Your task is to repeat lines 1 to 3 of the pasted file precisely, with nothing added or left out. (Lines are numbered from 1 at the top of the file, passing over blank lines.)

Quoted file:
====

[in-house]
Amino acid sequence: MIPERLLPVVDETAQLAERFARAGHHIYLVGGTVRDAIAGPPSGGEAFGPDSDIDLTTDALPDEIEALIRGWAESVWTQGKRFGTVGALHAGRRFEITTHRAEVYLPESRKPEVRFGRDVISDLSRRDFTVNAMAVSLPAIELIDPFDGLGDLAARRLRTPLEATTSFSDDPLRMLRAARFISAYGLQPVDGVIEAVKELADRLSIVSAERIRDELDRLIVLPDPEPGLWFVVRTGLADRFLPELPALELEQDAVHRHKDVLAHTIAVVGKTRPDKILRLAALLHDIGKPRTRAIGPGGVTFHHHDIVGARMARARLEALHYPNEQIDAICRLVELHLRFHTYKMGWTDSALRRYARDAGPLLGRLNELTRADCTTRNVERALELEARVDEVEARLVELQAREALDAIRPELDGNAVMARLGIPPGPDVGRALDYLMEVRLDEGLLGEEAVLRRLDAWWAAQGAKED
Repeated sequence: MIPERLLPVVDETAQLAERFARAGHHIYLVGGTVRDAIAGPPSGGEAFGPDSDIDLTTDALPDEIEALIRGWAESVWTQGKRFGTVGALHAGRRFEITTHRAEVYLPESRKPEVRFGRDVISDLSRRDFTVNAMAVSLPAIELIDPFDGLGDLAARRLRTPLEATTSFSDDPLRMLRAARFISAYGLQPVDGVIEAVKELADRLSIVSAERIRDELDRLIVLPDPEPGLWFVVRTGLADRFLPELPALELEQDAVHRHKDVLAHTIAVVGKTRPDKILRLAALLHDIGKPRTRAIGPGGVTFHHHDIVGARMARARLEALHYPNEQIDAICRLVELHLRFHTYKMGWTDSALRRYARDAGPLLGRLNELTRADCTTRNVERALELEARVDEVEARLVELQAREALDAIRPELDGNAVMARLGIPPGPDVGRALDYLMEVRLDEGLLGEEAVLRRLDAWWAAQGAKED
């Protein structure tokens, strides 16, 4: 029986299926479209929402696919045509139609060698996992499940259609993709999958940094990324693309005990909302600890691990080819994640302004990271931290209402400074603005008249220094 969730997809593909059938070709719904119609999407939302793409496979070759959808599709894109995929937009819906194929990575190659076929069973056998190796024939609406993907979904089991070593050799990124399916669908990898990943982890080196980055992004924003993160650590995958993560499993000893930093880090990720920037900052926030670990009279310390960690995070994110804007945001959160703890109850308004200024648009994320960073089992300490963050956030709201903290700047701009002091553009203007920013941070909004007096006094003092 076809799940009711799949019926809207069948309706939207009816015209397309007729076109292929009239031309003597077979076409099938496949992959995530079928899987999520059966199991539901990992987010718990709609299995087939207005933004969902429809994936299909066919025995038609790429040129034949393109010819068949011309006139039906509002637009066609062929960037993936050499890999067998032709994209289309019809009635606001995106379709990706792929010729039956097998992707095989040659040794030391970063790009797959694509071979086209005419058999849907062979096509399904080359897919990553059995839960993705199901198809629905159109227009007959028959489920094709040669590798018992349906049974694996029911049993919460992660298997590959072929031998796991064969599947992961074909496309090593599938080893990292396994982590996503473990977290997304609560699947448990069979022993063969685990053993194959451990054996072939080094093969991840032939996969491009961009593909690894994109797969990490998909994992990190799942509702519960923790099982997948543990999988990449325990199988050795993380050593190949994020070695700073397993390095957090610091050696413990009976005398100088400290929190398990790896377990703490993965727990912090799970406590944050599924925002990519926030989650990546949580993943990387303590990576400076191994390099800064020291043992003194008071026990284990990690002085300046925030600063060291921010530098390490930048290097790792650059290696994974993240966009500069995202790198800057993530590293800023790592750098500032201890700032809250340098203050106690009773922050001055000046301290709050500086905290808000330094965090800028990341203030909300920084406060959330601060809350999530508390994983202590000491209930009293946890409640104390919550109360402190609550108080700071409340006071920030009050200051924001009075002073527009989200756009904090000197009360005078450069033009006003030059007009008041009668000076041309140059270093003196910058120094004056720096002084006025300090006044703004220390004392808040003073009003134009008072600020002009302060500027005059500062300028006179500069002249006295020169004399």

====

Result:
[in-house]
Amino acid sequence: MIPERLLPVVDETAQLAERFARAGHHIYLVGGTVRDAIAGPPSGGEAFGPDSDIDLTTDALPDEIEALIRGWAESVWTQGKRFGTVGALHAGRRFEITTHRAEVYLPESRKPEVRFGRDVISDLSRRDFTVNAMAVSLPAIELIDPFDGLGDLAARRLRTPLEATTSFSDDPLRMLRAARFISAYGLQPVDGVIEAVKELADRLSIVSAERIRDELDRLIVLPDPEPGLWFVVRTGLADRFLPELPALELEQDAVHRHKDVLAHTIAVVGKTRPDKILRLAALLHDIGKPRTRAIGPGGVTFHHHDIVGARMARARLEALHYPNEQIDAICRLVELHLRFHTYKMGWTDSALRRYARDAGPLLGRLNELTRADCTTRNVERALELEARVDEVEARLVELQAREALDAIRPELDGNAVMARLGIPPGPDVGRALDYLMEVRLDEGLLGEEAVLRRLDAWWAAQGAKED
Repeated sequence: MIPERLLPVVDETAQLAERFARAGHHIYLVGGTVRDAIAGPPSGGEAFGPDSDIDLTTDALPDEIEALIRGWAESVWTQGKRFGTVGALHAGRRFEITTHRAEVYLPESRKPEVRFGRDVISDLSRRDFTVNAMAVSLPAIELIDPFDGLGDLAARRLRTPLEATTSFSDDPLRMLRAARFISAYGLQPVDGVIEAVKELADRLSIVSAERIRDELDRLIVLPDPEPGLWFVVRTGLADRFLPELPALELEQDAVHRHKDVLAHTIAVVGKTRPDKILRLAALLHDIGKPRTRAIGPGGVTFHHHDIVGARMARARLEALHYPNEQIDAICRLVELHLRFHTYKMGWTDSALRRYARDAGPLLGRLNELTRADCTTRNVERALELEARVDEVEARLVELQAREALDAIRPELDGNAVMARLGIPPGPDVGRALDYLMEVRLDEGLLGEEAVLRRLDAWWAAQGAKED